The effects of the housing bubble collapse were the result of that little bump in home prices (see how it's reverting back to coincide with the Consumer Price Index [but still artificially inflated by government intervention]?). I can't even fathom the repercussions once the tuition bubble bursts.

All this is not to say, "poor people shouldn't go to college". In fact, the socioeconomic gap appears to be widening exponentially is the topic of a Charles Murray op-ed in the New York Times.

Among his points:
• "...drop the SAT in college admissions decisions. The test has become a symbol of new-upper-class privilege, as people assume (albeit wrongly) that high scores are purchased through the resources of private schools and expensive test preparation programs."

• "replace ethnic affirmative action with socioeconomic affirmative action. This is a no-brainer. It is absurd, in 2012, to give the son of a black lawyer an advantage in college admissions but not do the same for the son of a white plumber."

• "Finally, we should prick the B.A. bubble. The bachelor’s degree has become a driver of class divisions at the same moment in history when it has become educationally meaningless. We don’t need legislation to fix this problem, just an energetic public interest law firm that challenges the constitutionality of the degree as a job requirement.(NYTimes thanks to Kuong)

The highlighted section of the last bullet-point is important. The perceived value of attending college is raising costs. If prices weren't so inflated, more students would be able to attend college and not come out of it all with massive debts.

Additionally, the socially fabricated necessity to put every person in college is further driving costs up. Not everyone needs to go to college and not everyone is suited to go to college. While I do believe closing the gap in education will lead to closing the socioeconomic gap, tiered economic structure is the nature of a capitalistic society.

The effects of belittling of other career paths, such as trade schools, over the past couple decades can be seen clearly in two examples:

One: As was just reported in tonight's edition of NBC's 'Nightly News' and previously reported on CNN, there is a shortage of skilled manufacturing workers. Not jobs, workers.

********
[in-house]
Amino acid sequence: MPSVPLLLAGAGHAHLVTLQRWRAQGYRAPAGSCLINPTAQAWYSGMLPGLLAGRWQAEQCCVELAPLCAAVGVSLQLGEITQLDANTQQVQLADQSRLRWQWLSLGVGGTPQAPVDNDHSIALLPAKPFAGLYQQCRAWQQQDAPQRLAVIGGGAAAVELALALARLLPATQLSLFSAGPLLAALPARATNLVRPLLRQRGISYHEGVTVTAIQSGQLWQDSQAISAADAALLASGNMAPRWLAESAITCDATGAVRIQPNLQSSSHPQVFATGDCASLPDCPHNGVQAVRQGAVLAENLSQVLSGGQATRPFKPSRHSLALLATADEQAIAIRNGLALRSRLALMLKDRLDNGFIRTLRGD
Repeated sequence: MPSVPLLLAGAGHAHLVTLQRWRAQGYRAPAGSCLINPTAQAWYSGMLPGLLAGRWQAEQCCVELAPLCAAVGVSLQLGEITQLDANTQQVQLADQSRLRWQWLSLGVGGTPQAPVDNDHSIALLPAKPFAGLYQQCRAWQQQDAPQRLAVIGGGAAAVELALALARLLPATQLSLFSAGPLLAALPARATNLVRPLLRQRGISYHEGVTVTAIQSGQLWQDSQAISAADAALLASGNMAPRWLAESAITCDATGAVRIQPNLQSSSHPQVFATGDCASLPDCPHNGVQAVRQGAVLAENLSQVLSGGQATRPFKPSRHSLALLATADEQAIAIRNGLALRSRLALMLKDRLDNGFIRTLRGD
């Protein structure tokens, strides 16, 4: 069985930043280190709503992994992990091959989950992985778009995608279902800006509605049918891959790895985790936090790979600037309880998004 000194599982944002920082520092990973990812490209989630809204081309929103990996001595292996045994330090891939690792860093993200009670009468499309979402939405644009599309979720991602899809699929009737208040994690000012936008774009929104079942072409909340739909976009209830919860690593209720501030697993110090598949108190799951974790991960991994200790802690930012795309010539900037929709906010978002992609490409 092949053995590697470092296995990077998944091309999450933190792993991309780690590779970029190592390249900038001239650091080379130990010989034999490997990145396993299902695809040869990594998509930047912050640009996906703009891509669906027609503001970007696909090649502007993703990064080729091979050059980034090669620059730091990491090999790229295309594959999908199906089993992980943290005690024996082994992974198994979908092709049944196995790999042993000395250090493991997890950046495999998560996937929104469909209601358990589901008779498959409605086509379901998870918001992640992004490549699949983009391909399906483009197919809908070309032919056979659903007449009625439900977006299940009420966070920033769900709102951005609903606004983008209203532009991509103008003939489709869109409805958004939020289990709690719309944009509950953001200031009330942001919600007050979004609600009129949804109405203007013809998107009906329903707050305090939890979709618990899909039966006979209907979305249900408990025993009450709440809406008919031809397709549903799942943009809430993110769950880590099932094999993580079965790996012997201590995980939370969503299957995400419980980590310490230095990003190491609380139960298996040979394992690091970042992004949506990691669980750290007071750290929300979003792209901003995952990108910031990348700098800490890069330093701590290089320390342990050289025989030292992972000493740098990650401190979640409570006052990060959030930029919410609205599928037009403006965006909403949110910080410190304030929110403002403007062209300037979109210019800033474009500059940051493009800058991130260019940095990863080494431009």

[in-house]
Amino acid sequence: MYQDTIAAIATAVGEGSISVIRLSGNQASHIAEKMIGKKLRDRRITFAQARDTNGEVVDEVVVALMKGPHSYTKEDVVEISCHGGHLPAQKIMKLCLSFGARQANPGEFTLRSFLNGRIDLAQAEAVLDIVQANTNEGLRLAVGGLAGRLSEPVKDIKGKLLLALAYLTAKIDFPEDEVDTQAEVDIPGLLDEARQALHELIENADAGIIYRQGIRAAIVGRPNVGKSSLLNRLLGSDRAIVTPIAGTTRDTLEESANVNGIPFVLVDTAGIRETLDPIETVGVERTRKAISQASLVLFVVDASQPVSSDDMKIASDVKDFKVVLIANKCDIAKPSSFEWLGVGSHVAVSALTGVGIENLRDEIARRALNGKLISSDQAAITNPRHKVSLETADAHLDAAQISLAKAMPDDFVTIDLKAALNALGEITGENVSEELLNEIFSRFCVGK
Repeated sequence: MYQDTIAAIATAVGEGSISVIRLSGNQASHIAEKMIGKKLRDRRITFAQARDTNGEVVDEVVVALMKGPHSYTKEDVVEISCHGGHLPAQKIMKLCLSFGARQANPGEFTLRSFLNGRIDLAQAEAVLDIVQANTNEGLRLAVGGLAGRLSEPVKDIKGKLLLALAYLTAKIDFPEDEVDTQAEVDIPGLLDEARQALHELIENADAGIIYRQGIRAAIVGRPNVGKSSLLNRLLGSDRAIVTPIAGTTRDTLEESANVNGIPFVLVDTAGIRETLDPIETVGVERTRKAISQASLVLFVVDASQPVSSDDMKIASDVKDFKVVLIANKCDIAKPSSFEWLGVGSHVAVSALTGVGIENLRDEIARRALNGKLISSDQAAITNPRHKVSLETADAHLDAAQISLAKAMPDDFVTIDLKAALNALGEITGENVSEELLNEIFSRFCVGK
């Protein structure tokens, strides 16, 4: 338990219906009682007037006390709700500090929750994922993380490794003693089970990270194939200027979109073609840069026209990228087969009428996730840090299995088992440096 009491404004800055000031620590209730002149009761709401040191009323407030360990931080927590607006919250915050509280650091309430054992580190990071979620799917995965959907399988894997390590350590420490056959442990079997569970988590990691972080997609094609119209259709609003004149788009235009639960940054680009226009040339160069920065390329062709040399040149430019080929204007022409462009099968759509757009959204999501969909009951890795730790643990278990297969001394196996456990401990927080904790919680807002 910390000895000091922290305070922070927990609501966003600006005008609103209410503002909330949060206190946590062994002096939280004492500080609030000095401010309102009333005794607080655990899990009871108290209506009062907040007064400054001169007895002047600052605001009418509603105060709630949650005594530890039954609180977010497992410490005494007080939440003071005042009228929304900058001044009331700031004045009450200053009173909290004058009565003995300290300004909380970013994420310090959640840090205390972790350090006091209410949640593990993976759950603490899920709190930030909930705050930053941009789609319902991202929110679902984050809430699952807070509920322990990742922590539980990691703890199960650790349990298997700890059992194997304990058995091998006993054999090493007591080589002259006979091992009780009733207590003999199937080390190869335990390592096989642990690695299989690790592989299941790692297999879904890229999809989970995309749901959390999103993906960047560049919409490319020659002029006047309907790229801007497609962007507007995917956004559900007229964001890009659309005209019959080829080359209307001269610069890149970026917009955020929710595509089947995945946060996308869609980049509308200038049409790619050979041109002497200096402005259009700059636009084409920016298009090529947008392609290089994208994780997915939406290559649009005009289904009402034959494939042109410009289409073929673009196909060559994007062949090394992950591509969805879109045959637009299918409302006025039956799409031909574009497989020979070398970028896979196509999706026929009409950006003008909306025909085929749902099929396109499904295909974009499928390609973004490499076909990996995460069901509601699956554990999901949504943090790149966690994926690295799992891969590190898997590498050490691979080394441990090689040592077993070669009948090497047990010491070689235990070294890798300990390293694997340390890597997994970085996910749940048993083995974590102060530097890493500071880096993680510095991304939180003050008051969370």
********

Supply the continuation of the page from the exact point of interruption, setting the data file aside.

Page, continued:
While it may be true that many workers may have abandoned the manufacturing and machining trades as jobs have gone overseas; this, in part, can be attributed to the fact that these trades have been undervalued as more people view higher education as a necessity to get a job.

Two: Despite the fact that a college grad may earn more over their lives, they are actually making less than they did a decade ago.

Per an Economic Policy Institute study, via The Consumerist:
"To the graduating class of 2012: All that money you or your parents have spent or borrowed to pay your tuition for the past few years? It's not getting the same return on investment it did a decade ago.

According to the folks at the Economic Policy Institute, the average inflation-adjusted wage for male college graduates aged 23 to 29 was $21.68/hour. That's an 11% over decline over the last ten years. And while wages for females in the same age and education group are only down 7.6% during that same time period, women still make significantly less on average ($18.80/hour).
" (The Consumerist)
And illustrated in the the follow graph:
(via Zero Hedge thanks to maezl)


This decline of salaries, coupled with rapidly increasing school costs, further exacerbates the debt problem.

And with the government showing no signs of actually cutting spending (don't get me started on entitlement programs...), it seems the only thing certain for college graduates is debt and more debt.